I'm a non-native speaker. In my mother tongue, we just have one verb to express "willing", so sometimes it's a puzzle to us Persians: What are the differences among "wanted" and "would want" and "would"?

For example, what are the differences among these sentences:

  1. You wanted to do it.
  2. You would want to do it. (I guess it's better to add some words at first of this sentence like "maybe")
  3. You would do it.


There is no problem to me about "want" and "would". my main problem is the difference between these two verb.

What do I know about "Wanted" and "would"?

To me "wanted" and "would" is completely like together and it expresses a willingness in past that is failed.

  • I think you would need to include what you already know. That preceding sentence is a typical use of would (which could be replaced by present tense will with no significant change in meaning). In practice, will, would aren't often used with any allusions to willingness, volition (they're modal verb forms primarily used to convey "future" or "conditionality"). We need to know what you do know before we can meaningfully explain those aspects of usage you presumably don't know. Commented Sep 24, 2015 at 16:04
  • 2
    What is your understanding of the meanings of "would" and "want"? In English, "want" isn't exactly the same as "willing", so it's difficult to give you a complete answer that takes into account the verb in your native language without understand more about what you're trying to say in your sentences. "She wanted to" is different from "She was willing to".
    – ColleenV
    Commented Sep 24, 2015 at 16:04

1 Answer 1


1: You wanted to do it means that at some point in the past you were willing to do it

2: You would want to do it means that I think you would be willing to do it if... (you knew what it was / you thought about it differently)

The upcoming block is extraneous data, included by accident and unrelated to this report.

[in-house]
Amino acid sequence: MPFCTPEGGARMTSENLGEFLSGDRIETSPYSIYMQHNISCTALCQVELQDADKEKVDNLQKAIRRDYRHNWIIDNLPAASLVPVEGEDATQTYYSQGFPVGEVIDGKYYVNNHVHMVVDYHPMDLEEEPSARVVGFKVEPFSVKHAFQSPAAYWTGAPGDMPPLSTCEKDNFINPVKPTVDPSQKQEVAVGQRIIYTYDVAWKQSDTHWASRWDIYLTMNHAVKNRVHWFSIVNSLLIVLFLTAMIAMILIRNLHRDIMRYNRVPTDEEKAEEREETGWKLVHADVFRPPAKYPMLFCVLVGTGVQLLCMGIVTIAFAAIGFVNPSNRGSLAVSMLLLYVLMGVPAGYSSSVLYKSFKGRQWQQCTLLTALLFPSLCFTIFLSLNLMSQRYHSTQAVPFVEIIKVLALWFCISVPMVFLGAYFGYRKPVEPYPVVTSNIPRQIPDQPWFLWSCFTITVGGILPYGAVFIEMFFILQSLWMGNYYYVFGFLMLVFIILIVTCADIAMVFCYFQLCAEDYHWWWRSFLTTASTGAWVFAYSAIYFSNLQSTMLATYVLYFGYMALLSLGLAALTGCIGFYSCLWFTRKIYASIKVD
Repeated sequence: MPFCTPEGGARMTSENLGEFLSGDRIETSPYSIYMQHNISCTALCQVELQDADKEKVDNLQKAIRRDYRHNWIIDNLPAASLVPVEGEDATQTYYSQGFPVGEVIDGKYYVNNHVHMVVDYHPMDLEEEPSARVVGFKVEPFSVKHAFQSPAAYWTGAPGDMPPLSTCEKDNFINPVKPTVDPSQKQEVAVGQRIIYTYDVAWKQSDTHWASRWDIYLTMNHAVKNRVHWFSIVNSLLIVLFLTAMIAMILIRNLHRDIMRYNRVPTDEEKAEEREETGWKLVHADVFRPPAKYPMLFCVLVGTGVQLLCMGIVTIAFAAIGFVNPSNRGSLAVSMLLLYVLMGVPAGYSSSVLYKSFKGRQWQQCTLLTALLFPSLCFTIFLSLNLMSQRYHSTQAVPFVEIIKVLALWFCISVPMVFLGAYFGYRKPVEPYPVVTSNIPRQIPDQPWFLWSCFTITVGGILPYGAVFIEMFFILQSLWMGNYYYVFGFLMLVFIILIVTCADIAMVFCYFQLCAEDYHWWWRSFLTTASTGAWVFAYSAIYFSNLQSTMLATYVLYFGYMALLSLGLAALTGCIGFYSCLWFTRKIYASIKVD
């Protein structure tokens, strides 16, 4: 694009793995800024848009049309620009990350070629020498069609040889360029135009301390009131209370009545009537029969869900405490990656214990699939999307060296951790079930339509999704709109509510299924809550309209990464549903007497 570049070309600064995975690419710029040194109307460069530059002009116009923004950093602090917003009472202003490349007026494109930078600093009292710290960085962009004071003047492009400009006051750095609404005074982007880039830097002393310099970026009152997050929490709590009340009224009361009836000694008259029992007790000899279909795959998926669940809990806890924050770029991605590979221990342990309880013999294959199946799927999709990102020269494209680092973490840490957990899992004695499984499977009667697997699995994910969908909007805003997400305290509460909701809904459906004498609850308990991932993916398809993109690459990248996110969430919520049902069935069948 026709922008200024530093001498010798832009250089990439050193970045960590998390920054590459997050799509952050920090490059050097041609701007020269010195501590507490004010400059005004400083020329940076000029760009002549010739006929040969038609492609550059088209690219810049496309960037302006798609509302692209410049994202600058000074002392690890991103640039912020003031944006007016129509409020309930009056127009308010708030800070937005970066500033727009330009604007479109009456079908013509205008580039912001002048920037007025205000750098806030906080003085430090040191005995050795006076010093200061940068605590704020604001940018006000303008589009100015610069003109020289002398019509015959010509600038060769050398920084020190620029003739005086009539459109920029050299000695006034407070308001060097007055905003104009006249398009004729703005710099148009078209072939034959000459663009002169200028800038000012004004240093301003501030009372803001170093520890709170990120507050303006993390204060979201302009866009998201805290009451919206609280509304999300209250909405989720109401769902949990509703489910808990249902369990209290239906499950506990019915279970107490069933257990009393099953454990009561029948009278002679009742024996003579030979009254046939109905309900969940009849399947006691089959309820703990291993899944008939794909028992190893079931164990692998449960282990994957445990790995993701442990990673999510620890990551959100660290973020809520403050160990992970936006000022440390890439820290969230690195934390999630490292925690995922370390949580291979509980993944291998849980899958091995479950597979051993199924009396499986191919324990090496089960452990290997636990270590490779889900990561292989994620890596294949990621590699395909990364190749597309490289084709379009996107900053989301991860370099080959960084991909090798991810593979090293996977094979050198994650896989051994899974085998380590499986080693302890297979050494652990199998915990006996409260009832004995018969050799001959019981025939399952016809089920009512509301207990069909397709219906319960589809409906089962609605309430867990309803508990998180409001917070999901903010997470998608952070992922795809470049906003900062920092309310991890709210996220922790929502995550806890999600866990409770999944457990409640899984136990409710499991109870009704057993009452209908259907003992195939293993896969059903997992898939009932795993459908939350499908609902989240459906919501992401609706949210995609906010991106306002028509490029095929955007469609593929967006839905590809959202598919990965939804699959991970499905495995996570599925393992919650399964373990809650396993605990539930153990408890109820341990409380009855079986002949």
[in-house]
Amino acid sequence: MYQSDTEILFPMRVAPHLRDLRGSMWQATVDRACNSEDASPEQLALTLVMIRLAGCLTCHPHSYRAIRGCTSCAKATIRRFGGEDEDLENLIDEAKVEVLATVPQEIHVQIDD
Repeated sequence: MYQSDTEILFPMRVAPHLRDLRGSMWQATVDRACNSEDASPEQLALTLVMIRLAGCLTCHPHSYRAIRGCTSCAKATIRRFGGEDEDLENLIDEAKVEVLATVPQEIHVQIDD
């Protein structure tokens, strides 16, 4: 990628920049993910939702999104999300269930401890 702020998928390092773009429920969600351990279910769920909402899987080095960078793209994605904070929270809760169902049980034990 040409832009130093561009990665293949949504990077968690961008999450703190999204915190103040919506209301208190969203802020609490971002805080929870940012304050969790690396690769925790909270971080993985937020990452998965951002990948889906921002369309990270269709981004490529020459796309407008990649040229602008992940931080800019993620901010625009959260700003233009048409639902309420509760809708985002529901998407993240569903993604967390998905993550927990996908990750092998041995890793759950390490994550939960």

3: You would do it means it isn't always something you are willing to do but you may do it if...


Want suggests desire, it implies that you are happy to do something, if you want something you'll take measures to get it (trade, buy, steal...)

  • I want a pony, I'll go out and get one if I can.
  • I wanted to go to London but something stopped me.
  • I would want to go to Spain but I can't afford to.

Willing suggests that you will do something, but you might need to be persuaded or paid. It in no way means want.

  • I am willing to look after a pony, but I'm not going to try to get one.
  • I was willing to go to London but I had no reason to go.
  • I would be willing to go to Spain with you if you want to go, otherwise I would not go.
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    Per @ColleenV's comments above, to want [to do something] doesn't exactly mean to be willing [to do it]. It's perfectly possible to say, for example, I'm willing to do it, but I don't actually want to. Commented Sep 24, 2015 at 16:47
  • Thanks @FumbleFingers, I've corrected my answer to reflect that.
    – Troyseph
    Commented Sep 24, 2015 at 17:38
  • 1
    I'd still say your text conflates want and be willing. For example, your first definition, for You wanted to do it, should be something more like At some point in the past it was your wish, desire to do it. Saying you were willing to do it just means you were prepared (perhaps reluctantly, effectively, almost "against your will") to do it. Commented Sep 24, 2015 at 17:59
  • @FumbleFingers this is harder than I thought... Though I would say that if you wanted to do something you'd also be willing to do it by definition. It is only when you don't want to do something that you may or may not be willing
    – Troyseph
    Commented Sep 25, 2015 at 8:05
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    You're quite right that the way English uses words in the general area of desire, obligation can get pretty "hard". I think that over many generations, native speakers have "deliberately" connived/contrived to blur the distinction between those two meanings in the interests of tact and diplomacy. So we end up today with He was willing to do it usually implying He didn't really want to, but in the circumstances, he was prepared to do it. As opposed to He did it willingly, which invariably implies he did it enthusiastically (by implication, because he really did want to do it). Commented Sep 27, 2015 at 13:50

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